Yoga instructors and practitioners from New England and around the globe come together every year for Yoga Reaches Out. The day-long gathering inspires and unites participants in a day of selfless service or “seva” benefitting families and children.
Now in its eighth year, Yoga Reaches Out has donated over 1.3 million dollars to help fund Boston Children’s neonatal intensive care unit (NICU), the Heart Center, leukemia research, autism research, a playground, key research and the Wellness Program. Offering free services like yoga and meditation, The Wellness Program is a place for families to gain the strength, resilience and hope they need as their children go through the toughest tests of their young lives.
Read the stories of three yogis giving back this year. …
In any yoga class David Vendetti teaches, there’s sure to be laughing, tears and abundant hugs. David co-owns South Boston Yoga — New England’s largest yoga studio — and teaches every class with positivity and true heart. His unique style has garnered him awards, invitations to travel and, most importantly for David, the respect of the 200 students who come through his studio every day.
Teaching students and training teachers day in and day out requires a healthy mind and body, which had become more and more difficult for David after suffering from 10 years of mild lower back and hip pain. “I learned that chronic pain is not only a physical burden but also an emotional one,” says David. “As the pain got more intense, I tried everything,” he explains. “I saw two physical therapists, two different body workers and a chiropractor.”
Then two and a half years ago, things took a sharp turn for the worse. David flew from Boston to Athens to teach a workshop and threw out his back right after checking into the hotel. “It felt like something horrible was happening,” he remembers. “The pain moved to my neck, down into my back and finally settled very painfully into my hips.”
As far as Emily Davidson, MD, MPH, RYT, is concerned, claiming to not like yoga is like saying you don’t like food. “There’s a really big range of what kinds of yoga practices you can do,” she explains.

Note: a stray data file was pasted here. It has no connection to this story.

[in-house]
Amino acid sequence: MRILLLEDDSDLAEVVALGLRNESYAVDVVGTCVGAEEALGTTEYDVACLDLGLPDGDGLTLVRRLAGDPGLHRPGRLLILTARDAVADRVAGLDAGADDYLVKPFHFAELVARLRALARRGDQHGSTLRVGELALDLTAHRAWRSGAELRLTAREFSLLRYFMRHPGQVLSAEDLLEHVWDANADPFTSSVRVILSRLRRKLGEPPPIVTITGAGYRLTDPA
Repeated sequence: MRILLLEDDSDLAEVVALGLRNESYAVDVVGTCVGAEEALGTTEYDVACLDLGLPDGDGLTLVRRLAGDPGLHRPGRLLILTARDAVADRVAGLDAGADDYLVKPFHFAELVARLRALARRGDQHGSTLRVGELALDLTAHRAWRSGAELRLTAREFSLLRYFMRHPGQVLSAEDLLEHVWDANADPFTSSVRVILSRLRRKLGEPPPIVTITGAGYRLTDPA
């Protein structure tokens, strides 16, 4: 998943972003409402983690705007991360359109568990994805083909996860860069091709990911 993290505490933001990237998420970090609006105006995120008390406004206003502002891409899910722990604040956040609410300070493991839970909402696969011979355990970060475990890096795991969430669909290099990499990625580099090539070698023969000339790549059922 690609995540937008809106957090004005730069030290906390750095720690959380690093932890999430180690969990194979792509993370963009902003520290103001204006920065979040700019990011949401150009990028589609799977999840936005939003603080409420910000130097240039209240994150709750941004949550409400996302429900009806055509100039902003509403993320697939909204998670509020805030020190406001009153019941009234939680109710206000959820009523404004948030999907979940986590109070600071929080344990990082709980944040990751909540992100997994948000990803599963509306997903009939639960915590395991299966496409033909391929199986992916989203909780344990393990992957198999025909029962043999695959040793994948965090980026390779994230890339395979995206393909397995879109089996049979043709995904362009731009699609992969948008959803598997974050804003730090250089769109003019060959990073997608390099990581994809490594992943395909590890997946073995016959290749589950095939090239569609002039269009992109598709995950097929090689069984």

Davidson, who is the director of Boston Children’s Down syndrome Program, speaks from personal experience. She started practicing yoga in 1998 after she was diagnosed with coronary artery disease and discovered that, along with improving her flexibility and strength, yoga helped manage the stress of her diagnosis and treatment.
In fact, she liked it so much that she went on to complete a 200-hour yoga teaching program and set out to offer her patients with Down syndrome the same benefits she got from practicing it by launching a yoga class at Boston Children’s Primary Care at Martha Eliot.
Here’s a quick look at what Thrive was up to last week.
Yoga is thought to have many healing powers, but is fighting eating disorders one of them? One patient tells her story of how brain stimulation helps keep her epileptic seizures at bay. Children’s professionalism and ethical practice expert talks about the changing mammography guidelines and gives insight into the health care reform. Children’s Dr. Sharon Levy discusses whether or not home-based drug kits are useful on the MSNBC show “Dr. Nancy.” The National Institute of Health announced 13 new government-approved embryonic stem cell lines, 11 of which were developed at Children’s. The HealthMap team gave us our weekly H1N1 update. Did you know that children with RSV are more likely to be hospitalized than those with seasonal flu? Our Mediatrician sings his praises of Guitar Hero but adds a warning about appropriate lyrics. Good Morning America features Children’s research on autism and facial recognition.